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Thread: Crying at the breast

  1. #1

    Default Crying at the breast

    Usually in the evenings but also at random times, my baby will cry when offered the breast. I know he's hungry because I see him smacking his lips. But once I try to put him on, he will cry. We will fight each other for a bit, he might shake his head back and forth, root and almost latch but then cry, push me away, and eventually when I have my nipple in his open crying mouth, he will start sucking vigorously, like he's either given up or finally realized I am giving him exactly what he wanted. Is this normal fussing? I don't think it's flow or stomach issues since its before he starts eating. I also don't think it's bottle preference since he's ok for some nursings and not others. It's so frustrating because one second he acts hungry and the next he's refusing. What does he want?

  2. #2

    Default Re: Crying at the breast

    In general this sounds entirely normal to me. It depends a little on baby's age-if a very young baby did this a lot I would be slightly more concerned.

    If you want, you can try offering the breast sooner-before baby even cues if you like. Because some babies just get impatient esp. if they are also getting bottles.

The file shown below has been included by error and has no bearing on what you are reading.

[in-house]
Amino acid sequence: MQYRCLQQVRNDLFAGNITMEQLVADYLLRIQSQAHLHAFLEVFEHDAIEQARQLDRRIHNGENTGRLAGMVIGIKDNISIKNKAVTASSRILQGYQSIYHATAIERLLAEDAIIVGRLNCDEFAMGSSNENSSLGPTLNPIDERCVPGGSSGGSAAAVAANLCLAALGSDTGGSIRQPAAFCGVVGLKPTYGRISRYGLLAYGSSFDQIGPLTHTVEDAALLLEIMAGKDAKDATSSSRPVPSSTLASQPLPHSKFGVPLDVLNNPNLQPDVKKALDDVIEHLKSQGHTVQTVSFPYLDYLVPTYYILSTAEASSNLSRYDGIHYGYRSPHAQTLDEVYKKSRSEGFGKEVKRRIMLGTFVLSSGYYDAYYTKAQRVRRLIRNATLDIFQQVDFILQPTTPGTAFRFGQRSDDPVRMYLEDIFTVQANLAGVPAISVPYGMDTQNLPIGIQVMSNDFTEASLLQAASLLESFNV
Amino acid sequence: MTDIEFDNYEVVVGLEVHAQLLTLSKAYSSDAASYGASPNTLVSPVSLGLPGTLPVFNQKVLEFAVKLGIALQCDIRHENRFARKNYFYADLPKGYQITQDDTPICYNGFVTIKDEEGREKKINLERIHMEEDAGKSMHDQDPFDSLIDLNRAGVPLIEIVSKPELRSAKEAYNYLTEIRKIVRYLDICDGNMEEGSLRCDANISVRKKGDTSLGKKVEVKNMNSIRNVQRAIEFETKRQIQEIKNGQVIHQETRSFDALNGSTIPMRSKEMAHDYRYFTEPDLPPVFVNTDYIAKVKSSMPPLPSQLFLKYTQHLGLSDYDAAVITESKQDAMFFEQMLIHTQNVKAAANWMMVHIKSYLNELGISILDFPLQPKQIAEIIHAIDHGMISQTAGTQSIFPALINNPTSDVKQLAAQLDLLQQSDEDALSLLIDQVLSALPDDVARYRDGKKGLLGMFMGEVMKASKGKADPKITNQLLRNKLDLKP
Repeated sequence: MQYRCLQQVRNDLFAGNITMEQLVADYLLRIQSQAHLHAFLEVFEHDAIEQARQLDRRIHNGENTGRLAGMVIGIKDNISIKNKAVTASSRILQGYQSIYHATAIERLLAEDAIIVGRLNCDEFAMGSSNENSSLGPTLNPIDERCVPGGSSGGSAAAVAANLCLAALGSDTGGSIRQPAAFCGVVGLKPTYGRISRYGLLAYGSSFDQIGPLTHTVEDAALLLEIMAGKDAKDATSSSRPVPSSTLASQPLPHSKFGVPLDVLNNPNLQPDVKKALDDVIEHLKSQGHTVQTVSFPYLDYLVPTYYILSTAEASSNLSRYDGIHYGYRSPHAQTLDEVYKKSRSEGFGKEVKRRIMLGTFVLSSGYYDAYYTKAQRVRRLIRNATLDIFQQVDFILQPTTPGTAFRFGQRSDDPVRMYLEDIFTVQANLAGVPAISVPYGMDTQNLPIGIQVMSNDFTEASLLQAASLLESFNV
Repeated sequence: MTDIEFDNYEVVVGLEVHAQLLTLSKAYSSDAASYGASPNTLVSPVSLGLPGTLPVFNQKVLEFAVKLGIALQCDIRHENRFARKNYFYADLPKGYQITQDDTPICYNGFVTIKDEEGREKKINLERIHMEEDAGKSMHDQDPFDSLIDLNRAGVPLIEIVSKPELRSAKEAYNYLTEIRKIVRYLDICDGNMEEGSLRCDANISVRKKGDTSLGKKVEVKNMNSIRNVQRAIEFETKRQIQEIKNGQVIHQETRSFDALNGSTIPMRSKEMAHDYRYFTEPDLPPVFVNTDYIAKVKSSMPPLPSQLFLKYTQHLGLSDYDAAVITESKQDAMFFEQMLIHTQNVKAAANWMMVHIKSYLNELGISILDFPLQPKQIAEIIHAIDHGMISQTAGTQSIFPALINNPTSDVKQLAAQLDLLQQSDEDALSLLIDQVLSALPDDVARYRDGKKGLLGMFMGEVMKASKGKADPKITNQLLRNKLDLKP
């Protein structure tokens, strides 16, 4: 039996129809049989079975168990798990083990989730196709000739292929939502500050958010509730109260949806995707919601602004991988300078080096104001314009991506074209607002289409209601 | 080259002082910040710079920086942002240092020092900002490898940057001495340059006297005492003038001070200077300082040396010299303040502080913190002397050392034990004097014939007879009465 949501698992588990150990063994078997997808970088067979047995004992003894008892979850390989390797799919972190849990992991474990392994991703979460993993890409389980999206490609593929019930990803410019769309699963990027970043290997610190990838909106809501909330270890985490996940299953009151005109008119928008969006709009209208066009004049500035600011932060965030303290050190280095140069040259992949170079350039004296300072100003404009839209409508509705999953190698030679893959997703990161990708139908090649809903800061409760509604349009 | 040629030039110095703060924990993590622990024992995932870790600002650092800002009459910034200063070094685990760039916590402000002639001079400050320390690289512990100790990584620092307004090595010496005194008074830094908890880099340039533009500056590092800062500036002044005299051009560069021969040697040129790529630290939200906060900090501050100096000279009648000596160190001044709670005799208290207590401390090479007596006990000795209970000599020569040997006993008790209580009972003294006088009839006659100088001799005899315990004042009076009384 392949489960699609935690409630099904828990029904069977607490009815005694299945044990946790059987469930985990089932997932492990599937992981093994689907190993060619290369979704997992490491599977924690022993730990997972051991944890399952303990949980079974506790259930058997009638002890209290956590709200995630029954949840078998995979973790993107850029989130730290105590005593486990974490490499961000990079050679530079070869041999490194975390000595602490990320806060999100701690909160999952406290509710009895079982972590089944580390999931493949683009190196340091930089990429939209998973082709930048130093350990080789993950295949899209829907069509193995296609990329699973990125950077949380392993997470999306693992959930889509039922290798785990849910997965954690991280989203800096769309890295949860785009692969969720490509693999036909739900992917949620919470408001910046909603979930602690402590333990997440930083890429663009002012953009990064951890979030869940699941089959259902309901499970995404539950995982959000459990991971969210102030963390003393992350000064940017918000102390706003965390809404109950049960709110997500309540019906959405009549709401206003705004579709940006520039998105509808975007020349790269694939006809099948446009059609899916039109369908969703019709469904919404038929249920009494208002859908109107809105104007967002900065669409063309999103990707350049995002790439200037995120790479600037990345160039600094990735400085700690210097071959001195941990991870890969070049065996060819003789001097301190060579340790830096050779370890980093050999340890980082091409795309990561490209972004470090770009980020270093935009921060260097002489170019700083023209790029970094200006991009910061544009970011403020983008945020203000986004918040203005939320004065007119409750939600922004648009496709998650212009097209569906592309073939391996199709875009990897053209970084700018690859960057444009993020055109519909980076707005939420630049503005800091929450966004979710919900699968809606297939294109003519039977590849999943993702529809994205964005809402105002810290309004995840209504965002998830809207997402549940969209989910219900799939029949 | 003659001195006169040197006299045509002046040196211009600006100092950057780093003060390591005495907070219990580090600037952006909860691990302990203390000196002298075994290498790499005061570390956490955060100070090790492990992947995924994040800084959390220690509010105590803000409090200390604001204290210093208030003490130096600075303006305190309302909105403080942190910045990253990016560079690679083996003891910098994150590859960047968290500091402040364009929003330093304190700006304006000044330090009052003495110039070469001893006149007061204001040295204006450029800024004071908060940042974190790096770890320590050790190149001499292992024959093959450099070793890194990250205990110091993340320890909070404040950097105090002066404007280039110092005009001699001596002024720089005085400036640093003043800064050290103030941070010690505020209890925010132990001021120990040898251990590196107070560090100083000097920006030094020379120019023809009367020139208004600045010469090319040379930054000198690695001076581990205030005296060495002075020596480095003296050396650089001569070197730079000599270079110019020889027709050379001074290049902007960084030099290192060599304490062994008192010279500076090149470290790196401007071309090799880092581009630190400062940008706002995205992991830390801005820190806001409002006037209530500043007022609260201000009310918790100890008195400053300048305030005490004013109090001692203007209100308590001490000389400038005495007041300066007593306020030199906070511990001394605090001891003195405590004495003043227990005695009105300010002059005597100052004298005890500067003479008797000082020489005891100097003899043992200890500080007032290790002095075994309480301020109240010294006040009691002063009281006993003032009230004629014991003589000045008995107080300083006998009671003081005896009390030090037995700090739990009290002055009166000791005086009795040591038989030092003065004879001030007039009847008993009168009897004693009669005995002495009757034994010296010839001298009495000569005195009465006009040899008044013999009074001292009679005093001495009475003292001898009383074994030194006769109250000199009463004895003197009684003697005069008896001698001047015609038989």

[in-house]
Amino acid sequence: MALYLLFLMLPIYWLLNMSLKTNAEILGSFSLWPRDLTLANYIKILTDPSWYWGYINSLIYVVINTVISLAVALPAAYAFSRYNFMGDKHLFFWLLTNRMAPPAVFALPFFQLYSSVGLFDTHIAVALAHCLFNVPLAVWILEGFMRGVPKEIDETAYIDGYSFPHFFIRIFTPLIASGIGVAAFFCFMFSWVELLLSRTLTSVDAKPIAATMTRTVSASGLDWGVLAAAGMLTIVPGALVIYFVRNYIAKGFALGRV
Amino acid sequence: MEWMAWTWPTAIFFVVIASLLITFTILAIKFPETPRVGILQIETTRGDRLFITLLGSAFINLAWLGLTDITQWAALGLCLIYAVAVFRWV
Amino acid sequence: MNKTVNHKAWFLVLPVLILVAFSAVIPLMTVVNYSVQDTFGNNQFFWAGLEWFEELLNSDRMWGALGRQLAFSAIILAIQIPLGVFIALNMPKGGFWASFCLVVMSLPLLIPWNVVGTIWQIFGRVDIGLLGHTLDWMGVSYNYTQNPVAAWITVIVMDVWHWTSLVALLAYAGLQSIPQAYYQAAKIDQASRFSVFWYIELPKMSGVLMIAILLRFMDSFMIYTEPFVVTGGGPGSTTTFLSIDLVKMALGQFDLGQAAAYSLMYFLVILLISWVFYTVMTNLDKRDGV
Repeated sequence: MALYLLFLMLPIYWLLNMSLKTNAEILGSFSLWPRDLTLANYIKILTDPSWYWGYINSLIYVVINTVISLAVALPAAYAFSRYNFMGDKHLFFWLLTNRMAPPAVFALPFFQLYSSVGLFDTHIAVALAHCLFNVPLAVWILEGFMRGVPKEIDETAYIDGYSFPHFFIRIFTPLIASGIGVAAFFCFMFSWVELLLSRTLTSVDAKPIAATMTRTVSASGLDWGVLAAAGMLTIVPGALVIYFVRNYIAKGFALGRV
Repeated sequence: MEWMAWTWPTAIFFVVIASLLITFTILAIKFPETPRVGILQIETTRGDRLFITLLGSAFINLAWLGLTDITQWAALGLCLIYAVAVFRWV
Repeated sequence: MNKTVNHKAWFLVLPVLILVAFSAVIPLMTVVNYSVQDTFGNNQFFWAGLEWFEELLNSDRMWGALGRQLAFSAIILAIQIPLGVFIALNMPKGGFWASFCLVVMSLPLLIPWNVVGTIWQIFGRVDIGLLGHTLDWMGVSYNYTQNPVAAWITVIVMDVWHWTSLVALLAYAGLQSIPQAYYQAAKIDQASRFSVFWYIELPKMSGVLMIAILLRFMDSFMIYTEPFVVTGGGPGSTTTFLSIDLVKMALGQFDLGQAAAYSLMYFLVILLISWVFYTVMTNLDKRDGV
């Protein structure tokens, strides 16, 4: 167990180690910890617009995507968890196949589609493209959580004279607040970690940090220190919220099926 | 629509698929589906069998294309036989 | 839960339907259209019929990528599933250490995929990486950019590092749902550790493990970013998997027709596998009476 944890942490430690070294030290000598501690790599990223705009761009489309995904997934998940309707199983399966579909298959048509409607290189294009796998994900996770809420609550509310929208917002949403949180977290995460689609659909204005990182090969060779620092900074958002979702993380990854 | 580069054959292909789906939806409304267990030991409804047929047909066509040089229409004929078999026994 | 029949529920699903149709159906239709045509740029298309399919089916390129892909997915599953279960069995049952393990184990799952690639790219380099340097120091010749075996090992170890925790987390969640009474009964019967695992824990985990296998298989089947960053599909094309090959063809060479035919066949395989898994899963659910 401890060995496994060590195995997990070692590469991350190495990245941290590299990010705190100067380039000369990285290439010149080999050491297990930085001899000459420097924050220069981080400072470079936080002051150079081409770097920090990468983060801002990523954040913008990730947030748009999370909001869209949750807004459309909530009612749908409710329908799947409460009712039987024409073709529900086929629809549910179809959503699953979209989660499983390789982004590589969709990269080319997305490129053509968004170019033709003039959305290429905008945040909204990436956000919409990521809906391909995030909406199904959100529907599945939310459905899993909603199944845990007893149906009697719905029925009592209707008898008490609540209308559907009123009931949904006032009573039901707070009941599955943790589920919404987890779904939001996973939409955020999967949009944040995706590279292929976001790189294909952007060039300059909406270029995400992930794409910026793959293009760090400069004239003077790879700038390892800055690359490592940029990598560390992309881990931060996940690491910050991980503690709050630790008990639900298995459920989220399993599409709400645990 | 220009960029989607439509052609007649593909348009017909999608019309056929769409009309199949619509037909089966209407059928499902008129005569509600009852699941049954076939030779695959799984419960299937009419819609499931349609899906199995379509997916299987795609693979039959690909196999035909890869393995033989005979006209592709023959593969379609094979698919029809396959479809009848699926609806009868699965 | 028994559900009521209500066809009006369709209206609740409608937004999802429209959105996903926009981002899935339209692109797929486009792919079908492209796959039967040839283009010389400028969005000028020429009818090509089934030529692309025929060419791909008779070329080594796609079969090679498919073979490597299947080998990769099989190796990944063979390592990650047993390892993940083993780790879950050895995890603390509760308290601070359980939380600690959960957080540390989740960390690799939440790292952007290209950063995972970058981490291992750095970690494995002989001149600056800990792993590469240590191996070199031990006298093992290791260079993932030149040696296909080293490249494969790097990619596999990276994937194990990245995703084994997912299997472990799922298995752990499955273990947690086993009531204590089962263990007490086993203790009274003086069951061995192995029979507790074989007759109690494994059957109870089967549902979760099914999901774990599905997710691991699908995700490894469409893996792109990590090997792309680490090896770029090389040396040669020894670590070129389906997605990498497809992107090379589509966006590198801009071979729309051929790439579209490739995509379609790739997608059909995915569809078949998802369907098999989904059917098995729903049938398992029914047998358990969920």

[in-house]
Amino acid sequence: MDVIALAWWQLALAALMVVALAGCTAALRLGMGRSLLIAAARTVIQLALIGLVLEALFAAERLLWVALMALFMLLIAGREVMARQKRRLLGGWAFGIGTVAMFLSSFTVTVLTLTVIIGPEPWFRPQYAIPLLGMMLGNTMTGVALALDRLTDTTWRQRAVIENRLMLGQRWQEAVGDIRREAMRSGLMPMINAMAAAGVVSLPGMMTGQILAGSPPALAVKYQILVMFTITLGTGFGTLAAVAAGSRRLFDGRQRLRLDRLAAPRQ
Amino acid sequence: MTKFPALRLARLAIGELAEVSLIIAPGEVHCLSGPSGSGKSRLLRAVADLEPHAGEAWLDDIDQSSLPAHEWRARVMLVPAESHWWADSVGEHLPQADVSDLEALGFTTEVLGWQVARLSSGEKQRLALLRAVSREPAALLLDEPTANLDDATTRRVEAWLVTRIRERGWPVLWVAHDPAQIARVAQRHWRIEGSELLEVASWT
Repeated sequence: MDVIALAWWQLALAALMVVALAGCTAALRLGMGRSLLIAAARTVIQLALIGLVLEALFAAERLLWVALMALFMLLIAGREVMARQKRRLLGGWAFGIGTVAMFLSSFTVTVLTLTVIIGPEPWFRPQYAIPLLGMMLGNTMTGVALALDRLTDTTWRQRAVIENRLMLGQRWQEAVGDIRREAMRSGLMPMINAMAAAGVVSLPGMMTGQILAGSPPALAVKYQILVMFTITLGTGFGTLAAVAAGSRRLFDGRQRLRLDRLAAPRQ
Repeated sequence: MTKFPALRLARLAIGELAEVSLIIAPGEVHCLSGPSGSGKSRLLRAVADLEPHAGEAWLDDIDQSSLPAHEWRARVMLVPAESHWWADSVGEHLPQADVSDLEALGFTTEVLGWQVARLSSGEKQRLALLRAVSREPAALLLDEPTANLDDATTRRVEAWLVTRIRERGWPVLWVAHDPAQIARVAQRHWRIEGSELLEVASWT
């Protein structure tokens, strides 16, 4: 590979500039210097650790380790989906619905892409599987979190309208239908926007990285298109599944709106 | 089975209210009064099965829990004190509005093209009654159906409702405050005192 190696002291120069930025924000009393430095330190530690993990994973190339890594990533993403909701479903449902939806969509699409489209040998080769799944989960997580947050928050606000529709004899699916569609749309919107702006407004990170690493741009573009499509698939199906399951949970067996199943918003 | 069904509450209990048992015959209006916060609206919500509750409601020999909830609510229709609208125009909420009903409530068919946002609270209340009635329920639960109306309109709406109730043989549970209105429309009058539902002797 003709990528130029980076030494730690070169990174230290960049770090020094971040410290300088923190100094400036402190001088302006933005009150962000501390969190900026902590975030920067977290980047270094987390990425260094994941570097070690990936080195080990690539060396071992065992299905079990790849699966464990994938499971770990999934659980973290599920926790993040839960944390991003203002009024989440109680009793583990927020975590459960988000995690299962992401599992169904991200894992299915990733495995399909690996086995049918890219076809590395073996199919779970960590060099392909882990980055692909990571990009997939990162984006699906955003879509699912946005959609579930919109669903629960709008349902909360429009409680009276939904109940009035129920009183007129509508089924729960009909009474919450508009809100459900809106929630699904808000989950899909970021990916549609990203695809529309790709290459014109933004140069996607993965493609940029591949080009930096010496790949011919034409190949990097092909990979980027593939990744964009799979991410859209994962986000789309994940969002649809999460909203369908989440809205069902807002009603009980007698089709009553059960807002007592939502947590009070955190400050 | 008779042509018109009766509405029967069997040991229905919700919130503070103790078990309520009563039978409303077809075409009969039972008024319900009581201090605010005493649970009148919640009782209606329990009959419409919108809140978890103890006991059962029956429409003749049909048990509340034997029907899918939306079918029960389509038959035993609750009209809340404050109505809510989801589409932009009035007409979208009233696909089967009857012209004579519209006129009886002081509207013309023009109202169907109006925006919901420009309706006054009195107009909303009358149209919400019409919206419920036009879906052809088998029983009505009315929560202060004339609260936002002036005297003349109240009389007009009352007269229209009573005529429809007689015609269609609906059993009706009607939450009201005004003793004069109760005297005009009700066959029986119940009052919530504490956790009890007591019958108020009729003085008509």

another tip would be to make sure needed bottles are given in the most breastfeeding supportive way possible and avoid any uneeded bottles or pacifier use so baby continues to associate comfort as well as nouishment with the breast. To a baby it's all the same and that's good.

    I can't link it right now, but search 'toolkit' on this site, you will get the 'tear sheet toolkit' and open the pdf called bottlefeeding the breastfed baby.

  3. #3
    Join Date
    Mar 2011
    Location
    Phila, PA
    Posts
    36

    Default Re: Crying at the breast

    Meg- what would you consider very young? My 3 week old does this behavior once or twice a day- should I be concerned? I do have OALD so I'm not sure if thats the cause. He seems to be getting better at managing it but there are times I dont catch the let down and he comes off spitting.